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Investor Signposts: RBA Governor’s speech the main point of interest
CommSec Chief Economist Craig James previews the economic data scheduled for the week ahead including a speech by the Reserve Bank Governor, the march quarter Construction Work Done data and the US House Price Index.

Australia: Quiet times
• In Australia over the coming week, the economic diary is sparsely populated. Main interest will be in a speech from the Reserve Bank Governor on Wednesday.
• The week kicks off on Tuesday with the weekly gauge of consumer confidence to be issued by ANZ and Roy Morgan. Consumers have been more upbeat in recent weeks with sentiment underpinned by a relatively stable global environment, higher share prices and positive economic data. The main negatives have been a softer currency and higher petrol prices.
• On Wednesday the Reserve Bank Governor, Philip Lowe, delivers a speech at 6pm in Sydney at the Australia-China Relations Institute.
• Also on Wednesday the Australian Bureau of Statistics (ABS) releases the publication “Construction work done”. Data is provided on work done by residential and commercial sectors in both nominal and real (inflation-adjusted) terms.
• The data on residential building is an input to the calculation of economic growth for the March quarter. The economic growth data will be released on June 6.
• On Thursday the Reserve Bank Assistant Governor covering the financial system, will be delivering a speech at the at the De Nederlandsche Bank Housing Market seminar in Amsterdam.
• Also on Thursday the ABS releases more detailed estimates on the job market for April. Main interest will be data covering regional areas as well as demographic groupings.
• And on Friday, the ABS releases the publication “Australian Industry 2016/17”. The data includes estimates on employment, sales, expenses, wages and profits with the estimates going back a decade.
Overseas: US housing in focus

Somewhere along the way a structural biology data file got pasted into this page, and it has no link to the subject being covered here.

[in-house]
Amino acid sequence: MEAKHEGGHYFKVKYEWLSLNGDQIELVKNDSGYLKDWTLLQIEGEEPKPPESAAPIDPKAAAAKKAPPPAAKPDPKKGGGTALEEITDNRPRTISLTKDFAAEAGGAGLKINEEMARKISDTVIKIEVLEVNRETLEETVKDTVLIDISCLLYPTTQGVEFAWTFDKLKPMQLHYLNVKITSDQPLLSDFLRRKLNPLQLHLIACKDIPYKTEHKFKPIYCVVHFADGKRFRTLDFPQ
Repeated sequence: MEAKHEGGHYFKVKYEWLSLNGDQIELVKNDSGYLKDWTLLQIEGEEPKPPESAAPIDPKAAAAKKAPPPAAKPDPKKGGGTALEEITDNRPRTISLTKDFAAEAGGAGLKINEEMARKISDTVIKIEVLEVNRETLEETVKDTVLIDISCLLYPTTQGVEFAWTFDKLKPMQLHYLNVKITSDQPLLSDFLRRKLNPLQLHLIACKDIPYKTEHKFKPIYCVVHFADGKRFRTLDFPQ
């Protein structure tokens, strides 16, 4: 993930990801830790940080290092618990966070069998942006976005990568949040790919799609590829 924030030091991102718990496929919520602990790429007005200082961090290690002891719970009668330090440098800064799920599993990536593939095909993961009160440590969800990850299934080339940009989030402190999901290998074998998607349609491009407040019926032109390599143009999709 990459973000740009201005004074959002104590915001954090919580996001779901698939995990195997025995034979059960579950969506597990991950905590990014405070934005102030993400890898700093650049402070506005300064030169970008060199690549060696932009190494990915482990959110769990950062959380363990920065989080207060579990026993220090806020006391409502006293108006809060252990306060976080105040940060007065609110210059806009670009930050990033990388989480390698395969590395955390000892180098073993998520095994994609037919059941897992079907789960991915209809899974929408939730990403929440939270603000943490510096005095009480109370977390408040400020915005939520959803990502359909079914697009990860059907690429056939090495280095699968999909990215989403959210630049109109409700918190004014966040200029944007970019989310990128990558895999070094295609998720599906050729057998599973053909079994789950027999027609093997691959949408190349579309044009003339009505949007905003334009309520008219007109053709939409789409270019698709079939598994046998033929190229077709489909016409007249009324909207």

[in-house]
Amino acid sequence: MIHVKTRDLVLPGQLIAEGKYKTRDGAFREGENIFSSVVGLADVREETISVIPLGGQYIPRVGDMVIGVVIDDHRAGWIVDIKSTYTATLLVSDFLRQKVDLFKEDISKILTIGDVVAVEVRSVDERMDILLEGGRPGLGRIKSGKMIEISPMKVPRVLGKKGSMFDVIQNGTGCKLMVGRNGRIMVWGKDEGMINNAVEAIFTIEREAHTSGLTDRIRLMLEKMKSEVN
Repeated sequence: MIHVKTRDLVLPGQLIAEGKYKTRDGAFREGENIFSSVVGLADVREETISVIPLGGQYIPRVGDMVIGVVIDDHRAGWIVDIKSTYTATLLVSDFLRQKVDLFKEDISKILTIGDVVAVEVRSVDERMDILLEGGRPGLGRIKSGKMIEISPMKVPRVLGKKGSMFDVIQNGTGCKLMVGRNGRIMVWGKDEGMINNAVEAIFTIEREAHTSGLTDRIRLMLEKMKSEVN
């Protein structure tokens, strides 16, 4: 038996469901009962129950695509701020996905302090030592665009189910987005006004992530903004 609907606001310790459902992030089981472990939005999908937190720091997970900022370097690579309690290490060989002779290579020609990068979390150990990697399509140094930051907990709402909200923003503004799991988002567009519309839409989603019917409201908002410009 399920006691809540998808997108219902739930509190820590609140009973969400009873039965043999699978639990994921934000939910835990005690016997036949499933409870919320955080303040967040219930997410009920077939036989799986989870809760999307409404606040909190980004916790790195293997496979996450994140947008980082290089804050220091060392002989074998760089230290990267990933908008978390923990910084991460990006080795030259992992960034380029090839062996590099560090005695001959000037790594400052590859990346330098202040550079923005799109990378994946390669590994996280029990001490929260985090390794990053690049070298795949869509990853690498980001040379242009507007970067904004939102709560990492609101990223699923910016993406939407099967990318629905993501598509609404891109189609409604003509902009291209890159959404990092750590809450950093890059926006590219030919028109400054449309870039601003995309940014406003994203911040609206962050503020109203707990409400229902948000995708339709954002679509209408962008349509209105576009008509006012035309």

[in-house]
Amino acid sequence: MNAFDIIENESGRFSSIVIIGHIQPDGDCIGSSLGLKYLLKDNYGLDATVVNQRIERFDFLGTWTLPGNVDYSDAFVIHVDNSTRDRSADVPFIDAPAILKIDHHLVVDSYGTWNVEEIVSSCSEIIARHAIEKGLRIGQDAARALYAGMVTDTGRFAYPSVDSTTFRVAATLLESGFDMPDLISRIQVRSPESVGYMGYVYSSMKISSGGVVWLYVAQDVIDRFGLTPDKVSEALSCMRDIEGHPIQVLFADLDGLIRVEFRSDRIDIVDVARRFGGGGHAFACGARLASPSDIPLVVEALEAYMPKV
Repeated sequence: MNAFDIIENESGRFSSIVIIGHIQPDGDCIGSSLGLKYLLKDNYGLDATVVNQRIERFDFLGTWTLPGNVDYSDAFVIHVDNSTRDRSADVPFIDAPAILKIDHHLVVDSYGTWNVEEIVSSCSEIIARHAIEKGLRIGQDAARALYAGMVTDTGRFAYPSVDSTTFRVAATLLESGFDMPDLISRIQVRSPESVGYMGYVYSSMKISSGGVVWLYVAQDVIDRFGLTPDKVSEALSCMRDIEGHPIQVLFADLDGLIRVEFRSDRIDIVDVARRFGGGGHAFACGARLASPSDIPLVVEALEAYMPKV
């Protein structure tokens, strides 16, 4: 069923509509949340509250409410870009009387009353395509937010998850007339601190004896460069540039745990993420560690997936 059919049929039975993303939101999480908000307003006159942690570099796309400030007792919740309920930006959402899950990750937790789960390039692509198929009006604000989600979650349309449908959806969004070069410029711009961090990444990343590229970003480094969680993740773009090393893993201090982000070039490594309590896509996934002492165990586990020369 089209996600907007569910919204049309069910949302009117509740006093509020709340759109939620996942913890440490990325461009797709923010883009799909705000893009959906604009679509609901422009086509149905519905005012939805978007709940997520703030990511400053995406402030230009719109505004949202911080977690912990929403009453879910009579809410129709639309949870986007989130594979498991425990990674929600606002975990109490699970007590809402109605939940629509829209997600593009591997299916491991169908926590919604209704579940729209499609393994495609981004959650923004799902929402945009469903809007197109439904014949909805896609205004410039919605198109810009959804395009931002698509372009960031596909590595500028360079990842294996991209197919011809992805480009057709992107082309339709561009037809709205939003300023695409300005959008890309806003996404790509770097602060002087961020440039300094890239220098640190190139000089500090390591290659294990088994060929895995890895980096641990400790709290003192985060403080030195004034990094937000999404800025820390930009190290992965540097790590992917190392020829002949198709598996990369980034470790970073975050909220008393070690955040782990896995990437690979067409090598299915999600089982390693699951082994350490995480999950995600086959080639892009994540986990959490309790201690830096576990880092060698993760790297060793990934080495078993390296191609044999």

• In the coming week there are a number of indicators covering the US housing market. The other point of interest is the minutes of the last Federal Reserve meeting.
• The week kicks off on Monday when the Chicago Federal Reserve releases its national activity index. In March the index eased from a solid reading of +0.98 to +0.10. But averaging out the last three months gives a more accurate measure of +0.27, suggesting the economy remains in good shape.
• The regular weekly data on US chain store sales will also be issued on Tuesday while mortgage finance data is on Wednesday and new claims for unemployment insurance on Thursday.
• On Wednesday in the US, the Federal Reserve releases minutes of the last meeting. Data on new home sales is also released while the Markit organisation releases its “flash” or early results on activity in the manufacturing and services sectors. The Markit results cover not just the US but also Germany, France, the Eurozone and Japan.
• Investors will dissect the Fed minutes carefully but it will take something exceptional to dissuade investors from the view that the Fed will lift rates in June.
• New home sales rose by 4 per cent to a seasonally adjusted annual rate of 694,000 in March – a 4-month high. Sales out-paced expectations in March so some retracement is possible in April.
• On Thursday in the US data on existing home sales for April will be released with home prices for March. Existing home sales rose by 1.1 per cent to a 5.6 million annual rate in March. Economists expect that sales may have flattened at a 5.6 million annual rate in April.
• Home prices rose 0.6 per cent in February to stand 7.2 per cent higher than a year ago. Prices may have risen by another solid 0.6 per cent in March.
• On Friday a key measure of business investment – durable goods orders – will be released for April. Economists expect some easing in spending with orders down 1.4 per cent after a 2.6 per cent lift in March. The final May reading on consumer sentiment for May is also issued on Friday.
Financial markets
• Despite a modest uptick over February and March, volatility has remained low on the Australian sharemarket over the past year. In both February and March there were three days where the ASX 200 index rose or fell by more than 1 per cent. In the combined six months prior, there were three days where the ASX 200 rose or fell by more than 1 per cent. So there was a lift in volatility, but it needs to be kept in context. Over the past decade, the ASX 200 has risen or fallen by 1 per cent a day on average by just over five times a month.
• Over the past year, there were 22 days where the ASX 200 rose or fell by more than 1 per cent. Apart from the year to January 2018 (21 days), that was the least volatile period for the sharemarket in 12 years.
• The important point is that the ASX 200 share index has tended to lift as volatility recedes. The inverse relationship between volatility of the ASX 200 index and the index itself is clear between 2011-2013 as well as 2015-2017.
• Since daily volatility peaked in February 2016, the ASX 200 index has lifted by 25 per cent.

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